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Against long odds, tiny Costa Rica has a team playing in the Copa Mundial, soccer's World Cup. Twenty-five or thirty of us had gathered at "The Friendship Institute" to watch the opening game. We all wore red soccer jerseys and big smiles. The excitement ran high.

Our Spanish tutor had invited us to join a group of locals and gringo Spanish students to watch the big game. He told us to come hungry. There would be a big tico breakfast. Because of the time difference between Costa Rica and the host country, Germany, the game started at ten in the morning.

The age range of the group was from less than a year to over 60, but was heavily concentrated on the sunny side of 30. We ate breakfast with gusto and spoke loud Spanglish over Latin dance music. The meal was typical Costa Rican — delicious coffee, baked plantains, and the national dish, gallo pinto, (literally, speckled cock, but in fact the timeless combo, beans and rice.) A young tica circulated among us painting banderas, little blue, white and red flags, on our cheeks.  

Calling the Costa Ricans crazy for soccer downplays their enthusiasm. The national soccer team, nicknamed Los Ticos, was in the Copa Mundial for only the third time in history. It's a HUGE national event. There is no American sports equivalent. The Super Bowl might come close, but even that is a national, not a global, event. And it happens every year. The World Cup, like the Olympics, only comes around every four years. 

For a small country of rabid soccer fans the national team playing in the World Cup is at least as important as an election. Winning it would be the competitive equivalent of the Second Coming.  

The morning of the game would have been the perfect time for a bank heist in San Jose. The country was shut down. Schools were out. Offices were closed. And for good reason — Los Ticos had the honor of playing the opening game of the Mundial against soccer powerhouse and tournament host, Germany.  

The two countries could hardly be more different. David was more evenly matched with Goliath. There are twenty times as many Germans as Costa Ricans. The Germans have played in every World Cup since 1954. They are three time champions. Costa Rica's only other appearances at the tourney were in 1990 and 2002. In their best finish they made it to the second round.   

And perhaps in even more telling contrast, while much of the world remains wary of warlike, industrial Germany, it can only marvel at unarmed, unassuming Costa Rica — peacefully honoring its national motto, Pura Vida, pure life, even in the midst of murderous local wars. 

The small chance of a Costa Rican championship did nothing to dampen local team spirit. Our little group sang the Costa Rican national anthem with verve and volume, adding a verse beyond the pitifully short rendition at the tournament. They started cheering when the players were introduced and continued throughout the game, pausing only briefly after each German goal.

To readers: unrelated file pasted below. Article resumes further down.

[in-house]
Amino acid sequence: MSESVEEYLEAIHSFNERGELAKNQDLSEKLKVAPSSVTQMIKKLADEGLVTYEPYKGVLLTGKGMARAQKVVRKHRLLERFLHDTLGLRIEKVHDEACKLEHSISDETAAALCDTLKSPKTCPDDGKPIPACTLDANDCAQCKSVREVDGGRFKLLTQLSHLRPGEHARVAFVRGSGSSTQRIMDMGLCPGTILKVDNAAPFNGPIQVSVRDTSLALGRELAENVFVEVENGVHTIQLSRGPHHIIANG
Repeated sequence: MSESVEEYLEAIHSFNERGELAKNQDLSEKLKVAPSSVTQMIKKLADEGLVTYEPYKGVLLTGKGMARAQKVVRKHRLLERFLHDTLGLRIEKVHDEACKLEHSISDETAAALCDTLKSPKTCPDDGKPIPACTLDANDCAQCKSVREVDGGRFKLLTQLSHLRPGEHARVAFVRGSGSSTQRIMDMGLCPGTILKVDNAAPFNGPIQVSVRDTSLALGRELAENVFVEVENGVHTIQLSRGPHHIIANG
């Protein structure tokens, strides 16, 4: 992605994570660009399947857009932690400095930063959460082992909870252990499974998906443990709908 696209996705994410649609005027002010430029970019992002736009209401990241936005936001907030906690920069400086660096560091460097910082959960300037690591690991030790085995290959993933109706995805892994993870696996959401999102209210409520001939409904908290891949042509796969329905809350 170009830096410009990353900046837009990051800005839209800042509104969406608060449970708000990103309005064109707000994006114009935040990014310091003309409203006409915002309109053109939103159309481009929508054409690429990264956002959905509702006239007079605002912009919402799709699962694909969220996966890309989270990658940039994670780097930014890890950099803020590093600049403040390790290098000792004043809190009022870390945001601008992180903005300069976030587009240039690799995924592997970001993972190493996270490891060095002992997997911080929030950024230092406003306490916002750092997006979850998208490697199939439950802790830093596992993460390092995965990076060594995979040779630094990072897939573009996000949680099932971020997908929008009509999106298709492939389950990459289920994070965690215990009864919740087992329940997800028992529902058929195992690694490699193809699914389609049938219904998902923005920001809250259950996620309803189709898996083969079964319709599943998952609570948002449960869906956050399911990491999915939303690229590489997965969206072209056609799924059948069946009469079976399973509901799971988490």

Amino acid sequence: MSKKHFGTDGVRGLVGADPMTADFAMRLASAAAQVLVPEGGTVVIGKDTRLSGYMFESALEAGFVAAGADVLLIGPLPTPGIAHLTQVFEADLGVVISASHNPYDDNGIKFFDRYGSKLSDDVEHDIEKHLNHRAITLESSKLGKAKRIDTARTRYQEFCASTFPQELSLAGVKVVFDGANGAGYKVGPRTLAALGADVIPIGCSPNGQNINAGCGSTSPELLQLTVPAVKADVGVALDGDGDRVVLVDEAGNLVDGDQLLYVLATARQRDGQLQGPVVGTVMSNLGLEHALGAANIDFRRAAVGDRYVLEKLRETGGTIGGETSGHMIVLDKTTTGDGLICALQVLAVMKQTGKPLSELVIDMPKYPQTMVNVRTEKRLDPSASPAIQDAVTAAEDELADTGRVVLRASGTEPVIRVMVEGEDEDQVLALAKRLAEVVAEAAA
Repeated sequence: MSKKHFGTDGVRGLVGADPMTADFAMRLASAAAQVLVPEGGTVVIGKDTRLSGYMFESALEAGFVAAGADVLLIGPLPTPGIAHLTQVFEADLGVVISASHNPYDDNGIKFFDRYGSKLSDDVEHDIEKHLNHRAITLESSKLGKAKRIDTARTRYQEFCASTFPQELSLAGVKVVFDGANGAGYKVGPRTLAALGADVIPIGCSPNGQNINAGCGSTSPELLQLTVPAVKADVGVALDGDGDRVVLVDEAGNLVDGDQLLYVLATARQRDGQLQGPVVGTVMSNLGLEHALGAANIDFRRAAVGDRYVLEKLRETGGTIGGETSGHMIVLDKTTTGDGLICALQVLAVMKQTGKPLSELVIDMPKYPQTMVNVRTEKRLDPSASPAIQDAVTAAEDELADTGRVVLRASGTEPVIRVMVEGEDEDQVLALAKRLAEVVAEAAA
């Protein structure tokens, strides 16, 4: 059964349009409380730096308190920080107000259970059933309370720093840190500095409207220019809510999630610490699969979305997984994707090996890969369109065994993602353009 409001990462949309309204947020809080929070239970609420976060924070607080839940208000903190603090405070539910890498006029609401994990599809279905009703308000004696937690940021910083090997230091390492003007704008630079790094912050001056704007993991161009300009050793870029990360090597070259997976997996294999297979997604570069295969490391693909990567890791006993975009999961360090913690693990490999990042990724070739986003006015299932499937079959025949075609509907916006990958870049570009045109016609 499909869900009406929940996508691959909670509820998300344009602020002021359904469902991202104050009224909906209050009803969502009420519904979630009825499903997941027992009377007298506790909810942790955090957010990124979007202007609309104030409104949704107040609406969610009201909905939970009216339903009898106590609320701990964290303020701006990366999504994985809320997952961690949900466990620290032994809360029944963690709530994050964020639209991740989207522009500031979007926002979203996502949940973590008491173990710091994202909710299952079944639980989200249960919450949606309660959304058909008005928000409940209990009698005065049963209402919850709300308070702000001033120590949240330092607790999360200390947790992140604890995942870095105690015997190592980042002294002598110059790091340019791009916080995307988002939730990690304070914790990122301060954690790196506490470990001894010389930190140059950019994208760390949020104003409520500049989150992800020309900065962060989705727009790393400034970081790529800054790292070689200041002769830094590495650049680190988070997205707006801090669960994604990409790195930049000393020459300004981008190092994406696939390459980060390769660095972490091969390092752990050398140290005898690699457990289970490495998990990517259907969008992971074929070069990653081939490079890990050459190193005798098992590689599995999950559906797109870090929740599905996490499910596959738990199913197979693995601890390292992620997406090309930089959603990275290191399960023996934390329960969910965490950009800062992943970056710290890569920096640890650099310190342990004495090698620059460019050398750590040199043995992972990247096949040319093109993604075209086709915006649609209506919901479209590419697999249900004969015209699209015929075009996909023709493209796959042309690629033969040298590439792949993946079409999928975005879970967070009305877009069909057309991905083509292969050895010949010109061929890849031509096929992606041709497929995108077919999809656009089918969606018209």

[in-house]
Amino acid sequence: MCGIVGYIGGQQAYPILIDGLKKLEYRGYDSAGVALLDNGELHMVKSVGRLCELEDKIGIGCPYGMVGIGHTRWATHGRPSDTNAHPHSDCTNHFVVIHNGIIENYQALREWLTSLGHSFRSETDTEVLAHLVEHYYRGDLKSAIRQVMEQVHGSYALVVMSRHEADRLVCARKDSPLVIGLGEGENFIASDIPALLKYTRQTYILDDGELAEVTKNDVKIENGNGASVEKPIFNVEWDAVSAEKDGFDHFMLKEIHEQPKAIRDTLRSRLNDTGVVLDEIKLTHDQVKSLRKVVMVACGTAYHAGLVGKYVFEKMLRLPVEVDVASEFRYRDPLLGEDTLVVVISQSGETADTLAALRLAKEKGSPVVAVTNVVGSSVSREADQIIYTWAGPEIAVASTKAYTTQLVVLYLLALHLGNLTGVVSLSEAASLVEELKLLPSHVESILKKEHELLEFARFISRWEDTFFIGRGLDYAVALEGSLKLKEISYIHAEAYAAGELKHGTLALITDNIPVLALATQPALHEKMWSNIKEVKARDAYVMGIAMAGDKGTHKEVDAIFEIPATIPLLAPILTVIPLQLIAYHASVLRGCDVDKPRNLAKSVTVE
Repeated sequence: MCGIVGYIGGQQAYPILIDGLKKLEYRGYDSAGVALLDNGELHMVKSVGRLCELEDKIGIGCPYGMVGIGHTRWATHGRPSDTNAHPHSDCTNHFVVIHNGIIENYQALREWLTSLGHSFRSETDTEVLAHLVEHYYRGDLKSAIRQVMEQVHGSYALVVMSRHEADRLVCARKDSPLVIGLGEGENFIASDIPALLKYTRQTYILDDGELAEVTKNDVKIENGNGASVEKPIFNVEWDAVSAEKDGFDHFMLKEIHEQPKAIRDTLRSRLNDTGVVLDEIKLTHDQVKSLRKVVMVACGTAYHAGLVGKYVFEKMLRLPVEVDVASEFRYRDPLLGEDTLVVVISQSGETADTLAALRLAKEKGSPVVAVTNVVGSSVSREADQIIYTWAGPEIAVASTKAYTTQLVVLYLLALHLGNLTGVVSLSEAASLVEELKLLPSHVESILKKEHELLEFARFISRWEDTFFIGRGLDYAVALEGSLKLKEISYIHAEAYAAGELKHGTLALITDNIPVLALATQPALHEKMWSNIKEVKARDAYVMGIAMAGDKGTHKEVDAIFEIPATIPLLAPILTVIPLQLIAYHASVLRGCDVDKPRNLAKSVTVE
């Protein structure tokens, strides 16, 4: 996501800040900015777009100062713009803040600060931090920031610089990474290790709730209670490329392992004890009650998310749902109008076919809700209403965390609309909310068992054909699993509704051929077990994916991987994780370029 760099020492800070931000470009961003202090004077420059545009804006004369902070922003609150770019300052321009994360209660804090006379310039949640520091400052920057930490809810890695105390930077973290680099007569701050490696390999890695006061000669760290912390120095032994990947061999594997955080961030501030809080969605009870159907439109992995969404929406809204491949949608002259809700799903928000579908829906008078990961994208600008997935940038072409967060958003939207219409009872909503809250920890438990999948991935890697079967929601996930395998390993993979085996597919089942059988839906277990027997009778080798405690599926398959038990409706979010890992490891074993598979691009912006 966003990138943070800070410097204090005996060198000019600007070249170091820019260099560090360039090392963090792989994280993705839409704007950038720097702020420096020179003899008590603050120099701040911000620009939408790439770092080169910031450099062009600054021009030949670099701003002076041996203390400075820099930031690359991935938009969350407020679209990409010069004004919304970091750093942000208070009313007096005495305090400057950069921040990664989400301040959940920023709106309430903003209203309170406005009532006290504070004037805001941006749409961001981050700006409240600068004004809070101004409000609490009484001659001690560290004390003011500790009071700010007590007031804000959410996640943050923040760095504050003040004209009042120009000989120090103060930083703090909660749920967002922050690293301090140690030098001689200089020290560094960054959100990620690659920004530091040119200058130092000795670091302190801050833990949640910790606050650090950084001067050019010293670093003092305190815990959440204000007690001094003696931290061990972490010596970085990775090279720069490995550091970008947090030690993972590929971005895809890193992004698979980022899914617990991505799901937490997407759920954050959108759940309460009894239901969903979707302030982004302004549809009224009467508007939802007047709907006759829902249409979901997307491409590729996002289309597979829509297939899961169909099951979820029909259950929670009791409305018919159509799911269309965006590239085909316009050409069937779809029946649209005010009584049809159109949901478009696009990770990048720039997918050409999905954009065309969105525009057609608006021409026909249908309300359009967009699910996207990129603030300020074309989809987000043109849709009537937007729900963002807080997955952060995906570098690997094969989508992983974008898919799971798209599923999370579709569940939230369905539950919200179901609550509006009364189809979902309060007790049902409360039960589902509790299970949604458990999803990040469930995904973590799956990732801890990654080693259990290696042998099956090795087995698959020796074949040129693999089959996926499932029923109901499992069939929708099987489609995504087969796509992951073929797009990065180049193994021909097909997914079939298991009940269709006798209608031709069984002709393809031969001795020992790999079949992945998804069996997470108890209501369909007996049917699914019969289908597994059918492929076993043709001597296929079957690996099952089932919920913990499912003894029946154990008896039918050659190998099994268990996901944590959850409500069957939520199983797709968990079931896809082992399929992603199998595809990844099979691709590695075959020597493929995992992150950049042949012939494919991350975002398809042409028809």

Soccer chants were nearly continuous after the kick-off. "TICOS, oooohaaaaayooooohaaaaaayoooooohaaaaaay!" rang through the neighborhood. There were half a dozen others I could only get half the words for. They shouted urgent instructions in staccato Spanish to our players, who mostly ignored the advice. They bitterly protested penalties against los Ticos and received those against the Germans with the satisfaction of the righteous.  

Less than a minute into the game a German player got off a shot like a cannonball from 50 yards out. It missed by a hair over the top bar but caught the outside of the net. At first it looked like a devastating, impossibly long-range goal, impossibly early in the game. The prospect of a humiliating defeat passed over the room in silence, like the shadow of a hawk over a robin's nest. We bounced back quickly, however, when we realized there was no goal. Chanting and cheering resumed at full volume.

Los Ticos were hard pressed from the start. Heroic saves held the Germans to one goal in the first 30 minutes. The Tico's star striker tied it up when he scored on the only shot the team would make in the first half. I thought the roof would come off the building. The dancing and chanting continued through half time.

The German team was faster and more precise. They had the ball most of the time. The Costa Ricans defended like tigers in the second half and scored a second goal on a lucky break away. The final score was 4 to 2. Goliath was too much for David, but David was no pushover. The defeat didn't dampen the spirits of our little group. Los Ticos had played nobly. They'd done their country proud.

And the Costa Rican fans, with warmth, good humor and spirit of pura vida, had once again shown their gringo guests what their country shows the world all the time.    

If you can't always win — you can deserve to win.